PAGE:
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Herbicide Carryover Considerations When Re-cropping Damaged Wheat

By Sarah Lancaster

Growers who decide to terminate their wheat crop because of poor stands or weather-related damage need to consider the persistence of herbicides applied to the wheat. Many wheat herbicides have fairly long crop rotation restrictions. Selected herbicides and rotation intervals to certain crops are listed in Table 1.

Herbicide dissipation is affected by many factors, so be sure to check herbicide labels for specific information for your fields, particularly for the intervals marked with an asterisk in Table 1. Additionally, some labels allow shorter intervals in the case of catastrophic crop failure, as long as the producer is willing to accept the risk of crop injury. Supplemental herbicide labels may further complicate your decision.

Table 1. Minimum rotation intervals for key summer crops following application of selected wheat herbicides.

Minimum rotation interval
(conventional varieties/hybrids)

Herbicide (active ingredient)

Grain sorghum

Corn

Cotton

Soybean

Sunflower

Aggressor (quizalifop)

120 d

120 d

None

None

None

Agility (dicamba, thifensulfuron, tribenuron, metsulfuron)

4 m*

4-12 m*

10-34 m*

4-34 m*

10-22 m*

Ally, others (metsulfuron)

4-10 m*

12 m*

10-34 m*

4-34 m*

22 m*

Axial XL (pinoxaden)

90 d

90 d

90 d

90 d

90 d

Beyond (imazamox)

9 m

0-8.5 m*

9 m

None

0-9 m*

Everest 3.0 (flucarbazone)

9-18 m*

9-18 m*

6-12 m*

4-12 m*

4-9 m*

Express (tribenuron)

14-21 d*

14-21 d*

14-21 d*

1-14 d*

0-45 d*

Glean (chlorsulfuron)

4-48 m*

Bioassay

Bioassay

4 m*

Bioassay

Harmony (thifensulfuron)

None

None

7 d

None

45 d

Huskie (pyrasulfotole, bromoxynil)

7 d

4 m

Bioassay

4 m

9 m

Olympus (propoxycarbazone)

6 m*

18 m*

12 m*

4-12 m*

12 m*

Orion (florasulam, MCPA)

3 m

3 m

12 m

9 m

9 m

Osprey (mesosulfuron)

90 d

90 d

90 d

90 d

30 d

Outrider (sulfosulfuron)

3 m

3 m

3 m

3 m

3 m

Peak (prosulfuron)

1 m

0-1 m*

10-22 m*

10-22 m*

22 m

PowerFlex HL (pyroxsulam)

3-9 m*

9 m

3-9 m*

3-5 m*

3-9 m*

Quelex (haluxifen, florasulam)

45 d-3 m*

45 d-3 m*

45 d-3 m*

45 d-3 m*

3 m

Rave (triasulfuron, dicamba)

14-24 m*

14-36 m*

4 m*

11-36 m*

24 m*

Starane Ultra (fluroxypyr)

None

None

120 d

120 d

120 d

WideMatch (fluroxypyr, clopyralid)

10.5 m

None

10.5 m

10.5 m

10.5 m

Abbreviations: d=day, m=month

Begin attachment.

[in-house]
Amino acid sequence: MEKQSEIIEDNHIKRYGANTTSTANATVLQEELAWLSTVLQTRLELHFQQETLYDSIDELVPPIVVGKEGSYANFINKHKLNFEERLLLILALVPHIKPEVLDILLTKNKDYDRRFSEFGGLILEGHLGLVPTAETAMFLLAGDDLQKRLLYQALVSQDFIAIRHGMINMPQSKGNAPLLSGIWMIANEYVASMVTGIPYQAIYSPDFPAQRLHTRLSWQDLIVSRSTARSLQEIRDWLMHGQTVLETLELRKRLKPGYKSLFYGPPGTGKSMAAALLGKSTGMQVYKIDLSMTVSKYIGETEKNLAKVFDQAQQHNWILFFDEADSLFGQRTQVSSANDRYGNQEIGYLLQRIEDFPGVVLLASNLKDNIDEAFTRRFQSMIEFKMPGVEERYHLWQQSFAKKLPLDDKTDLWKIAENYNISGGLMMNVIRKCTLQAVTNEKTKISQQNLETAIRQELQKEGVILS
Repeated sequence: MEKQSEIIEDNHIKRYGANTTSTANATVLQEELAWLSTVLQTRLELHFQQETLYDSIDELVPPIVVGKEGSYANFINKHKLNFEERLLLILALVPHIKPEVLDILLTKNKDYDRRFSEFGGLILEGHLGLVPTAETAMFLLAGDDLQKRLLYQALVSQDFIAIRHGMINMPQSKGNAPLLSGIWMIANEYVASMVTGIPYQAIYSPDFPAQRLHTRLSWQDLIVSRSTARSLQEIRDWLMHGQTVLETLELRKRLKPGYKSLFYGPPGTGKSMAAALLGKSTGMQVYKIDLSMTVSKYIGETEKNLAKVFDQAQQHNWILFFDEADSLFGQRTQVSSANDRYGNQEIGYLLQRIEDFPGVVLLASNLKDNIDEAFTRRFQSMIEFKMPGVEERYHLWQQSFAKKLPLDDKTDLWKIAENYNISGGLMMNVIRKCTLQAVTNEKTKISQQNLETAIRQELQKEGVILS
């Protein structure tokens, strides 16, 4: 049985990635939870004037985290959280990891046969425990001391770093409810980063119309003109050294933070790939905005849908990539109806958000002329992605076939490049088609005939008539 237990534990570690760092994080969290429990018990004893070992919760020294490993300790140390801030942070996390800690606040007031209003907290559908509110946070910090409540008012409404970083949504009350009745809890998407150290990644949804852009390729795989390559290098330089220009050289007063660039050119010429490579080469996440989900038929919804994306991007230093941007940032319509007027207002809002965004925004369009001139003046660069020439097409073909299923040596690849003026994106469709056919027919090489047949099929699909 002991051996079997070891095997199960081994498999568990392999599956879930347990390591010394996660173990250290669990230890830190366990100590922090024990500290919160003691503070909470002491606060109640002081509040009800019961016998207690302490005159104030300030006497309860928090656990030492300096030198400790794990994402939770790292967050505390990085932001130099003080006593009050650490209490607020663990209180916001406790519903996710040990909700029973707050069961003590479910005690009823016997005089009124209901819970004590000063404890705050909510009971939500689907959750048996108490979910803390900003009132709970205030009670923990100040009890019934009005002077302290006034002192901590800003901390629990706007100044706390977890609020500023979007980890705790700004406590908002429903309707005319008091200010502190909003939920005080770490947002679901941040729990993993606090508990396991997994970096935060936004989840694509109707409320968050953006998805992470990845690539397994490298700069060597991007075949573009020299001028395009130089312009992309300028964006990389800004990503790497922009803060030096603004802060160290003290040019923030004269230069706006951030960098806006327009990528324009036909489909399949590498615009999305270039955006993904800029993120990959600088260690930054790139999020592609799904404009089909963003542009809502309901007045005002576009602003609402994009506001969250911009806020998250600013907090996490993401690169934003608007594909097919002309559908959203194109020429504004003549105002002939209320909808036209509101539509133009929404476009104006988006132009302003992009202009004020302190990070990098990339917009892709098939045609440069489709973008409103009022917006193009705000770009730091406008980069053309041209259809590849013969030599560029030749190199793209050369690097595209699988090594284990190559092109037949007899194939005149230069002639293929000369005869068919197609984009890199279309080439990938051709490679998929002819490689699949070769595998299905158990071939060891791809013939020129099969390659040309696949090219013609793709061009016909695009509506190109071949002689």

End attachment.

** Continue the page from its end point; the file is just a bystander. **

*Consult herbicide label for geographic, soil, precipitation, application rate, or other conditions associated with this crop rotation interval.

Another important factor to consider is the availability of herbicide-resistant varieties or hybrids. Many of the herbicides listed in Table 1 are ALS-inhibiting herbicides that are associated with resistance in certain varieties or hybrids. Some examples are Clearfield sunflowers, which can be planted following Beyond, or Bolt soybeans which have a shorter rotation interval following sulfonylurea herbicides such as Ally.

In general, it would be best to wait as late as possible before planting sensitive crops to allow for maximum herbicide dissipation. Tilling the soil to try to “dilute” the herbicide residue likely will not have a great benefit. Lowering residue managers on planters so that an inch or two of topsoil is thrown out of the rows could help get the seed into soil with lower herbicide levels. If you are in doubt about your decision, consider conducting a field bioassay to determine if it is safe to plant the crop you are considering. A field bioassay is simply a short strip of crop planted across the direction of the herbicide application. Plants in the strip are monitored for herbicide injury as they emerge.

Terminating the wheat crop

Another consideration at this time is how to kill the wheat crop. Wheat that has been injured but is not yet dead may be hard to kill with glyphosate because of reduced absorption and movement through the plant. Producers should wait until wheat is actively regrowing before applying glyphosate. Paraquat is not a good alternative as it burns back the treated leaves, and is not translocated to the crowns and lower buds, thus the wheat plant often can regrow from these structures. You can also consider a ‘planting green’ strategy, which is employed in some cover cropped fields.

Source : ksu.edu